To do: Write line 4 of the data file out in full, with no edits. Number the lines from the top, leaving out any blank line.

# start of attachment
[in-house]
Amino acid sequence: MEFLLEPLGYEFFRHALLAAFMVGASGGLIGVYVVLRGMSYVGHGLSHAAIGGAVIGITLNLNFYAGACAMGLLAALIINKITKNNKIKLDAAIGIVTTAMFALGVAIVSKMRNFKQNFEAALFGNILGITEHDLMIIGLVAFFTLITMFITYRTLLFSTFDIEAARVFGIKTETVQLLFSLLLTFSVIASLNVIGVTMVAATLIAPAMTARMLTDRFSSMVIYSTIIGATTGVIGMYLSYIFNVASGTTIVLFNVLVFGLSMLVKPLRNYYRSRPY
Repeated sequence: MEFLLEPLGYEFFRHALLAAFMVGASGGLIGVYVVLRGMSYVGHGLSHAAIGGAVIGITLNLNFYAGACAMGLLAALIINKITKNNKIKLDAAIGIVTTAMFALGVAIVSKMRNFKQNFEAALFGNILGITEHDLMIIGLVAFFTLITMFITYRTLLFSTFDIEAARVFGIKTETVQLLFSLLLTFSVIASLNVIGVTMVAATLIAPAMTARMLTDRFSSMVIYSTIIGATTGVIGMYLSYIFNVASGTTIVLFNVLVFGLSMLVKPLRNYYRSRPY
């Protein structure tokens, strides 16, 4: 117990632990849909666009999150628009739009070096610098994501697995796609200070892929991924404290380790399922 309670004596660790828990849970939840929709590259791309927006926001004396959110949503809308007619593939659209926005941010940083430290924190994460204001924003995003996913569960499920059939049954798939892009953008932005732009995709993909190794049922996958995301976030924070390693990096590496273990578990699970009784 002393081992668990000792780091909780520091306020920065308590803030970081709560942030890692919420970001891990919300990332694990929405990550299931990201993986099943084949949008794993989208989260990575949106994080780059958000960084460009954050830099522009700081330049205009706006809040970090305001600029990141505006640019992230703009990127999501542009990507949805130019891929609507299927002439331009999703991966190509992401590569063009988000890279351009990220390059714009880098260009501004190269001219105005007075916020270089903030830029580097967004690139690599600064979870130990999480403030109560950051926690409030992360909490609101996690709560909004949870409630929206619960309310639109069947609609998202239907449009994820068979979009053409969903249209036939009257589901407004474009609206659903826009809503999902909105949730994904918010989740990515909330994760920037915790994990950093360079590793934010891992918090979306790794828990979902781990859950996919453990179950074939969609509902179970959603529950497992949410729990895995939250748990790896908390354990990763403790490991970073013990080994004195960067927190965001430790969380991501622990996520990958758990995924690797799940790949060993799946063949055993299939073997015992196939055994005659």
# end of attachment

């Protein structure tokens, strides 16, 4: 117990632990849909666009999150628009739009070096610098994501697995796609200070892929991924404290380790399922 309670004596660790828990849970939840929709590259791309927006926001004396959110949503809308007619593939659209926005941010940083430290924190994460204001924003995003996913569960499920059939049954798939892009953008932005732009995709993909190794049922996958995301976030924070390693990096590496273990578990699970009784 002393081992668990000792780091909780520091306020920065308590803030970081709560942030890692919420970001891990919300990332694990929405990550299931990201993986099943084949949008794993989208989260990575949106994080780059958000960084460009954050830099522009700081330049205009706006809040970090305001600029990141505006640019992230703009990127999501542009990507949805130019891929609507299927002439331009999703991966190509992401590569063009988000890279351009990220390059714009880098260009501004190269001219105005007075916020270089903030830029580097967004690139690599600064979870130990999480403030109560950051926690409030992360909490609101996690709560909004949870409630929206619960309310639109069947609609998202239907449009994820068979979009053409969903249209036939009257589901407004474009609206659903826009809503999902909105949730994904918010989740990515909330994760920037915790994990950093360079590793934010891992918090979306790794828990979902781990859950996919453990179950074939969609509902179970959603529950497992949410729990895995939250748990790896908390354990990763403790490991970073013990080994004195960067927190965001430790969380991501622990996520990958758990995924690797799940790949060993799946063949055993299939073997015992196939055994005659």